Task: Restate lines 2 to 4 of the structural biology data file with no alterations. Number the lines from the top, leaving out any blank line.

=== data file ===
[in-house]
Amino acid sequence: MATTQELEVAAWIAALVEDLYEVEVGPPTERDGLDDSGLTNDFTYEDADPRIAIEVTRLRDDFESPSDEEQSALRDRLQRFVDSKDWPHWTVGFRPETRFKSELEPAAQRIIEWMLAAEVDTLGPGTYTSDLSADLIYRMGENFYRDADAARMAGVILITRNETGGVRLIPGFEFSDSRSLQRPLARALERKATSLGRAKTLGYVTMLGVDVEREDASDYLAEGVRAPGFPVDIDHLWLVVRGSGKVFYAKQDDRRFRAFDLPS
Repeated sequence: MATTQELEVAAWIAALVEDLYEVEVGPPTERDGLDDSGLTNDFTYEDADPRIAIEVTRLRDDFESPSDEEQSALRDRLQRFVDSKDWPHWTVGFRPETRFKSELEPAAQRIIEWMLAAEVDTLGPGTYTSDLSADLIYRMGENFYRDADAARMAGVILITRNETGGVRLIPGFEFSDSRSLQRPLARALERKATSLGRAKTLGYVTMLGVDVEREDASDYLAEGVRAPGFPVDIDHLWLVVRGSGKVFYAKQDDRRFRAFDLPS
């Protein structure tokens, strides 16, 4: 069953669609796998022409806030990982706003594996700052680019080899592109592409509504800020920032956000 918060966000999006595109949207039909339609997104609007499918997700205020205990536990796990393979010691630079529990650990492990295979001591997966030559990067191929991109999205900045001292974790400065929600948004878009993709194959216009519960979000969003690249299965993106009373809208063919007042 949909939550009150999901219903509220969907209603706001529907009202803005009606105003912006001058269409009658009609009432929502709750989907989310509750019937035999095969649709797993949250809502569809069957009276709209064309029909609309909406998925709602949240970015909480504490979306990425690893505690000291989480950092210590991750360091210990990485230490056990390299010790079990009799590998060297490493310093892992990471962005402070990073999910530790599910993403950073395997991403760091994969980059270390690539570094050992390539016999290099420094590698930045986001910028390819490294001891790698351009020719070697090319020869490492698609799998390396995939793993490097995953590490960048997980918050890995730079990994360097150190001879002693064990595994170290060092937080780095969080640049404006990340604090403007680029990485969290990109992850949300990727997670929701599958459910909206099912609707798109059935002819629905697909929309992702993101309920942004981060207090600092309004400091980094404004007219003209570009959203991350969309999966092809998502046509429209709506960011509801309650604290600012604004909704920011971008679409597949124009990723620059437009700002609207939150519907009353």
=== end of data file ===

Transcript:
Amino acid sequence: MATTQELEVAAWIAALVEDLYEVEVGPPTERDGLDDSGLTNDFTYEDADPRIAIEVTRLRDDFESPSDEEQSALRDRLQRFVDSKDWPHWTVGFRPETRFKSELEPAAQRIIEWMLAAEVDTLGPGTYTSDLSADLIYRMGENFYRDADAARMAGVILITRNETGGVRLIPGFEFSDSRSLQRPLARALERKATSLGRAKTLGYVTMLGVDVEREDASDYLAEGVRAPGFPVDIDHLWLVVRGSGKVFYAKQDDRRFRAFDLPS
Repeated sequence: MATTQELEVAAWIAALVEDLYEVEVGPPTERDGLDDSGLTNDFTYEDADPRIAIEVTRLRDDFESPSDEEQSALRDRLQRFVDSKDWPHWTVGFRPETRFKSELEPAAQRIIEWMLAAEVDTLGPGTYTSDLSADLIYRMGENFYRDADAARMAGVILITRNETGGVRLIPGFEFSDSRSLQRPLARALERKATSLGRAKTLGYVTMLGVDVEREDASDYLAEGVRAPGFPVDIDHLWLVVRGSGKVFYAKQDDRRFRAFDLPS
């Protein structure tokens, strides 16, 4: 069953669609796998022409806030990982706003594996700052680019080899592109592409509504800020920032956000 918060966000999006595109949207039909339609997104609007499918997700205020205990536990796990393979010691630079529990650990492990295979001591997966030559990067191929991109999205900045001292974790400065929600948004878009993709194959216009519960979000969003690249299965993106009373809208063919007042 949909939550009150999901219903509220969907209603706001529907009202803005009606105003912006001058269409009658009609009432929502709750989907989310509750019937035999095969649709797993949250809502569809069957009276709209064309029909609309909406998925709602949240970015909480504490979306990425690893505690000291989480950092210590991750360091210990990485230490056990390299010790079990009799590998060297490493310093892992990471962005402070990073999910530790599910993403950073395997991403760091994969980059270390690539570094050992390539016999290099420094590698930045986001910028390819490294001891790698351009020719070697090319020869490492698609799998390396995939793993490097995953590490960048997980918050890995730079990994360097150190001879002693064990595994170290060092937080780095969080640049404006990340604090403007680029990485969290990109992850949300990727997670929701599958459910909206099912609707798109059935002819629905697909929309992702993101309920942004981060207090600092309004400091980094404004007219003209570009959203991350969309999966092809998502046509429209709506960011509801309650604290600012604004909704920011971008679409597949124009990723620059437009700002609207939150519907009353």